CARTHAGE Carthage Area Hospital will use a $9.1 million state grant it received last week to pay down its debt, said hospital interim CEO Adil Ameer.
The hospital has been in desperate financial condition for more than a year, with Carthage officials scrambling to find local and state loans and grants to keep the facility open as it restructures. The Healthcare Efficiency and Affordability Law (HEAL) for New Yorkers Capital Grant will pay off loans from Community and Key banks, according to Mr. Ameer.
They were provided for some outpatient and other expansion we implemented over the last three or four years, said Mr. Ameer. Itll provide us with financial assistance in essentially retiring that debt, which allows us to proceed with the implementation of the recovery plan, which we have in progress now.
Mr. Ameer said the hospital, 1001 West Street Road, has been reducing its debt, including a $3 million loan from the state Dormitory Authority of which $2 million is being used for Meadowbrook Terrace, an assisted-living facility now under construction. The $2 million portion will be paid off by other state funds the hospital will receive from a September 2010 HEAL grant Carthage Area Hospital shared with Samaritan Medical Center, Watertown. The remaining $1 million was to be used for general hospital expenses.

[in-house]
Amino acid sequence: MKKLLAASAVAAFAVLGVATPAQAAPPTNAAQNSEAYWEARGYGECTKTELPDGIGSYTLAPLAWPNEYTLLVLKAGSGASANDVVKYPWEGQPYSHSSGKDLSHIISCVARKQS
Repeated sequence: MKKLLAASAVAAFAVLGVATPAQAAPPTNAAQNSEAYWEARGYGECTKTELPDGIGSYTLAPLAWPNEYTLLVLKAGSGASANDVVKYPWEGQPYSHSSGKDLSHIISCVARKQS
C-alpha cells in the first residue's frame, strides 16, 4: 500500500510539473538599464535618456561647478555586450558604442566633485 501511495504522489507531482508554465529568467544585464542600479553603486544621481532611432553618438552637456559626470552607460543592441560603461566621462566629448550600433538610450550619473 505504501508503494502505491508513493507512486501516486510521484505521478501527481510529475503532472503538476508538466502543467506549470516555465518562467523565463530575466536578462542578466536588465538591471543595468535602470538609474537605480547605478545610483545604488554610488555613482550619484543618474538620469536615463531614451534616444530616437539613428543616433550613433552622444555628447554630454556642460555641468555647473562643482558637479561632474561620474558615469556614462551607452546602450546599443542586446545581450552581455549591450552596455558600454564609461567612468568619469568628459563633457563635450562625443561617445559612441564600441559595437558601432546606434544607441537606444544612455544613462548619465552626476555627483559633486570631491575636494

Also outstanding is a $250,000 line of credit from the Carthage Economic Development Corp. that was used for general expenses. The hospital will borrow the money over 10 years, at 3 percent interest. The hospital also has received similar sized loans from the Jefferson County Industrial Development Agency and the Carthage Industrial Development Corp., and Thursday it received a $250,000 loan from the Development Authority of the North Country for Meadowbrook Terrace.
The hospital will continue to unravel its backlog of billing delays that began last year when a new billing system was installed. The resulting drop in receivables added to the hospitals financial problems. Last year the Times reported that the hospitals debt had at one point reached $21 million.
As the backlog is being eliminated, the hospital continues to make financial progress, Mr. Ameer said.
Our receivables have been going down, so billings become efficient, he said. We still have some work to do on that.
Straightening out the billing situation and looking toward other economic development councils for assistance in reducing the hospitals debt are some of the most immediate steps that will be taken toward stability, he said.